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Types of Concessions Typical in-terminal concessions at U.S.

airports often include the following six categories of offerings for passengers and other customers, including airport meeters/greeters, well wishers, and airline/airport employees: News/gift Newspapers and magazines Convenience items and sundries Specialty retail Apparel Souvenirs Gifts Sunglasses Jewelry Personal care/health products Entertainment products (movies, music, others) Prepackaged food and wines Food and beverage Food courts and other self-service units Full-service restaurants Cocktail lounges and bars Coffee stand Vending machines Duty-free shops Services Massage, spa Entertainment (arcades, movie rentals, others) Pay-per-use passenger lounges, business centers Currency exchange Luggage storage and wrapping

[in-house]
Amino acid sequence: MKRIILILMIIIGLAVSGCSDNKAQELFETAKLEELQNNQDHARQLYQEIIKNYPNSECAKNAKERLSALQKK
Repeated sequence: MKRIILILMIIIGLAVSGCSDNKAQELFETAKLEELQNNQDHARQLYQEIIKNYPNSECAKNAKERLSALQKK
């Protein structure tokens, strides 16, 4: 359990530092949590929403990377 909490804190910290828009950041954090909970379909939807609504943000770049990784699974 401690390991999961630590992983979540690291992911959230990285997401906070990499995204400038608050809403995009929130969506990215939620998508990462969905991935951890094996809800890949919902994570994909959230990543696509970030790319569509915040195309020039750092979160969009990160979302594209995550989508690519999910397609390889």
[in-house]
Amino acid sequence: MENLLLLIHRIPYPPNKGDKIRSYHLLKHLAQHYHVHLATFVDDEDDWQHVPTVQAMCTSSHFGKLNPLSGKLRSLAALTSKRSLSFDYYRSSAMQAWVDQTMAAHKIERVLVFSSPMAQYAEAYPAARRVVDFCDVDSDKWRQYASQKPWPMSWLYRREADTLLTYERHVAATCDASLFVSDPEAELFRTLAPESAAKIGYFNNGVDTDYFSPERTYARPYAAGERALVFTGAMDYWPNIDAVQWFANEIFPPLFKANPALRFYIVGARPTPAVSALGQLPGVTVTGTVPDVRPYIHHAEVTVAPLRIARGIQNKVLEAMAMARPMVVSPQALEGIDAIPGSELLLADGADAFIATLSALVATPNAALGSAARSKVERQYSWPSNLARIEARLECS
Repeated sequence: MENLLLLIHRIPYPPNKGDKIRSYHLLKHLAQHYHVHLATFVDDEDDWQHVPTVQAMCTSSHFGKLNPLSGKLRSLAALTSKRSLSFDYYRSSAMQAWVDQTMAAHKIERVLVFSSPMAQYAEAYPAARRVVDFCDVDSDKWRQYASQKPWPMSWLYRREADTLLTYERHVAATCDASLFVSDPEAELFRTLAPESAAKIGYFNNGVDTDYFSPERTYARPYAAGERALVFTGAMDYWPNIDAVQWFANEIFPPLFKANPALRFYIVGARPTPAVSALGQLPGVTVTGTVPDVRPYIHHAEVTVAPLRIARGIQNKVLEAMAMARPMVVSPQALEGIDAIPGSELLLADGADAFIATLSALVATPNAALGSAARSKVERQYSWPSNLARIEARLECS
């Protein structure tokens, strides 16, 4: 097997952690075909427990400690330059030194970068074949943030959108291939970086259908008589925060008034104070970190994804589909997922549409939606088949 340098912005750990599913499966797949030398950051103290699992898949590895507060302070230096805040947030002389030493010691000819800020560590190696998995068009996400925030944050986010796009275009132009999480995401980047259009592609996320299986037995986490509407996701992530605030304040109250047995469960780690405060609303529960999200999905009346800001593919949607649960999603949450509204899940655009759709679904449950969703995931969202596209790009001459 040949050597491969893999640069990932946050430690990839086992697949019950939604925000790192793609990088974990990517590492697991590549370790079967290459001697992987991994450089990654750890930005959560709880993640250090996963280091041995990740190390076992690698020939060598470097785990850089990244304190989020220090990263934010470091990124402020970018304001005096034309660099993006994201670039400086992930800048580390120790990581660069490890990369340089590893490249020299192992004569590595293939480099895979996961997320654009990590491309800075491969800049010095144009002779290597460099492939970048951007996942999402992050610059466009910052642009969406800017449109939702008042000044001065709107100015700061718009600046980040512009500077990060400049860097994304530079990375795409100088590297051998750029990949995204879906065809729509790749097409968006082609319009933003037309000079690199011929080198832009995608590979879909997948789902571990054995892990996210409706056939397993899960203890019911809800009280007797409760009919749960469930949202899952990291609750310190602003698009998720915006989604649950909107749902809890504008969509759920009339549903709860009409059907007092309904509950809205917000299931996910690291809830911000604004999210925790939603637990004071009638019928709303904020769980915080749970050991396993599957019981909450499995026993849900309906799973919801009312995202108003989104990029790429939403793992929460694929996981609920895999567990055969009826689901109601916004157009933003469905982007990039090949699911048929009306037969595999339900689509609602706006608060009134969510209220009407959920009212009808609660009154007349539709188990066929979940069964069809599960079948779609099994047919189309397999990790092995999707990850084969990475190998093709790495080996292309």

Hair salon, barber Medical services Shoe shine Post office Advertising Planning Considerations 75 III.9.3.6 Trends in Terminal Concessions General and Retail Trends. Airport concession programs continue to mature and gain increasing importance as a source of revenues for airports large and small. The following general trends are affecting airport concessions programs around the world: Increased security concerns are affecting commercial sales directly and indirectly: Additional immigration and security inspection requirements are affecting some airport programs by limiting the time available for duty-free shopping and negatively impacting per-passenger duty-free sales. Restrictions on liquids, aerosols, and gels (LAG) and continued passenger uncertainty about LAG regulations could continue to constrain sales of certain products, while increasing others, such as the purchase of beverages at post-security locations. Specialty retail, including fragrance and cosmetics, candy, fashion items and accessories, and luxury goods, have shown the largest growth rates over the past several years. Some concessionaires are shifting focus from customer sales as commodity-based transactions to an interest in triggering desire. Operator marketing strategies include increased emphasis on the following: Gifting: Duty-free products as gifts for non-traveling family and friends. Aspirational demand: Products that convey the buyers socioeconomic status. Uniqueness/difference: Products and/or packaging that can be found only at this location (either this particular airport or this city/region). Service/comfort/happiness: Customer service associated with the transaction increases traveler comfort and helps to reduce the stresses that can be associated with travel. Increased focus on customer service and personal interaction with the customer that serves as a